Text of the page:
@Chaplain Brinker

Rose, Thank you for your response. Yes it was painful and emotionally traumatic. I am aware that these experiences have left me feeling more carful about self-revealing. You imagined responses even now feel caring and open. I wish I could have had that experience. Perhaps it will help to explain the room set up. There were two chairs with a small end table between them, imagine a clock face with chairs at 10:00 and 6:00 and the table at 8:00. Looking straight ahead, I saw the corner of the room. I find it is often difficult for me to place a name on an emotion. I know I feel things, but naming them takesa bit of work. It is as if my emotional vocabulary is not easily accessible. I find that when asked what are you feeling, especially if it happens to be a troubling feeling, I approach the answer first through my head, not my heart. I recognize this as being emotionally cut off and guarded. But it was the process I went through at the time. So looking straight ahead, into the neutral corner was wee my eyes would go as I “figured out” my inner stuff. The counselor saw this as consructing a false narrative and being disingenuous.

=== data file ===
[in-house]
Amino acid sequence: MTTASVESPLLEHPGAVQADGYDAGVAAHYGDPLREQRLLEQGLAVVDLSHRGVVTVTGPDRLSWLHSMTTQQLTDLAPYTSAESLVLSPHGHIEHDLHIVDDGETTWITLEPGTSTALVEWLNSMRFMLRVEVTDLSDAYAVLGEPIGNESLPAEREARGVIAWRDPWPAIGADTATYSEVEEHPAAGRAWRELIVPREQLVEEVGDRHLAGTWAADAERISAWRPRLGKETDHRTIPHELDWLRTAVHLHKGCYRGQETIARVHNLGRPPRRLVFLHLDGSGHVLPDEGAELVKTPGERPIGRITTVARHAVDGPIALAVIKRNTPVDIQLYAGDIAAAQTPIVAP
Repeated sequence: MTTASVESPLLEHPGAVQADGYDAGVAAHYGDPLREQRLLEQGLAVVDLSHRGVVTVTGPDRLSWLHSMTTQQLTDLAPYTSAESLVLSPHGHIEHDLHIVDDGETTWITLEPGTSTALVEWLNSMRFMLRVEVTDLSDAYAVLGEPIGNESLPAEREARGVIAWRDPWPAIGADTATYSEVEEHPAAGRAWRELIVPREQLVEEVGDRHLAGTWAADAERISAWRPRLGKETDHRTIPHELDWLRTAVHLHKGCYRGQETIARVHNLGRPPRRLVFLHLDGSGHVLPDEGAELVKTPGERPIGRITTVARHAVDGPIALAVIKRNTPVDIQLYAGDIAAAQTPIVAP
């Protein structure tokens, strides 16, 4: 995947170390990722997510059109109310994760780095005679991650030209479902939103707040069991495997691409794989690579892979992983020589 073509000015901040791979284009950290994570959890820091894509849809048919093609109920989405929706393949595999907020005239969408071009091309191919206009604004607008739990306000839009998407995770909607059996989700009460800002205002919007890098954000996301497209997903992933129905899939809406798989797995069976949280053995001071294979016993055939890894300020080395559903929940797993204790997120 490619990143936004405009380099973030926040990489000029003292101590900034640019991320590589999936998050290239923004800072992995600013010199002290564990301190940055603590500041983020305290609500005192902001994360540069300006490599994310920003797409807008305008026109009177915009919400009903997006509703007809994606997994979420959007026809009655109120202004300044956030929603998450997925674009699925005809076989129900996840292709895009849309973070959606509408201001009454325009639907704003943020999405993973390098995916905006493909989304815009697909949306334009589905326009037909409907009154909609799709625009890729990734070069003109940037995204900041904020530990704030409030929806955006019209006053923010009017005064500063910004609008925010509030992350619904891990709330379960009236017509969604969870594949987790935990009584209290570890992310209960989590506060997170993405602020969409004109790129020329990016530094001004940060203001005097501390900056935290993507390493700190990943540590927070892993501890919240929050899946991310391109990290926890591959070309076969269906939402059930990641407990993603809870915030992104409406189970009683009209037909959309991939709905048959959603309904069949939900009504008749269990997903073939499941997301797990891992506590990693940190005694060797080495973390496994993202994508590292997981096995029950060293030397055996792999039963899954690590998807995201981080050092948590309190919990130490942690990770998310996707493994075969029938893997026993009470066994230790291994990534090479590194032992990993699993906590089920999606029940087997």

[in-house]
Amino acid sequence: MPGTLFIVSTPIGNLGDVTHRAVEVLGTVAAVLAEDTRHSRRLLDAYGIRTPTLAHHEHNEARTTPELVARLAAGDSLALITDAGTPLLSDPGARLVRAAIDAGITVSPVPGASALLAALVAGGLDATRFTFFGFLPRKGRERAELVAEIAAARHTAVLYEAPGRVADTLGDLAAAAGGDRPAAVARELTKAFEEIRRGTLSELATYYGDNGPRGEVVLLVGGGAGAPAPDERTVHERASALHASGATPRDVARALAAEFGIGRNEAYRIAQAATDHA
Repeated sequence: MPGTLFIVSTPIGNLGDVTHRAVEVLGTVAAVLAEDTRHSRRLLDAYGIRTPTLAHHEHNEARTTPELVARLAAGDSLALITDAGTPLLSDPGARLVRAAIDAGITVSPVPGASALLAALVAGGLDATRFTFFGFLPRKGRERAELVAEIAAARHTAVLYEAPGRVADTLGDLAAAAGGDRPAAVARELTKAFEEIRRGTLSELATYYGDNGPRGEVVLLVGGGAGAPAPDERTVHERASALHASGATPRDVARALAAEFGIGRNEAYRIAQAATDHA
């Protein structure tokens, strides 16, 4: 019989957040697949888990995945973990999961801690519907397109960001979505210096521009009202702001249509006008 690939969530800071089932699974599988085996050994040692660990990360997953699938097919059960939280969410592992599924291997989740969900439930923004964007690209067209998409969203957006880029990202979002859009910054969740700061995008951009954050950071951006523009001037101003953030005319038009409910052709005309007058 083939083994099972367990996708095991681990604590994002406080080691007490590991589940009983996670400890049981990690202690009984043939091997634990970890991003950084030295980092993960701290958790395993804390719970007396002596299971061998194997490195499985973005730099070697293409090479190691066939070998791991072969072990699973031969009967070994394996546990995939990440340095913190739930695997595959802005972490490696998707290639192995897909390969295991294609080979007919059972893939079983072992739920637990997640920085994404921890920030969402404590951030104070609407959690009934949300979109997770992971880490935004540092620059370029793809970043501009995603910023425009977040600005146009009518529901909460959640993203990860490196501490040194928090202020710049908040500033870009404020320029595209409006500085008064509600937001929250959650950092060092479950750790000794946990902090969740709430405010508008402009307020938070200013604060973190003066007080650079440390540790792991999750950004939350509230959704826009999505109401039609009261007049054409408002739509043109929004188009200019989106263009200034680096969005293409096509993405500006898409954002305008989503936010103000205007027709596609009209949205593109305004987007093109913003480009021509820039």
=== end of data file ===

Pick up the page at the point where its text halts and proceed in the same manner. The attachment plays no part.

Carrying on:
My ministry in that place was affirmed by many in the congregation, but there were also several individual who remained asource of conflict. I was not able to get to a a different place in my relationship with them.

I have learned that there will be times when I can do my best in the moment, or over a span of time and I will be able to imrpove, learn and grow, but I will likely not be able to have the kind of connection with everyone in a congregation I would like to have. I am reconciled to this even if I am not reconciled in every challenging relationship.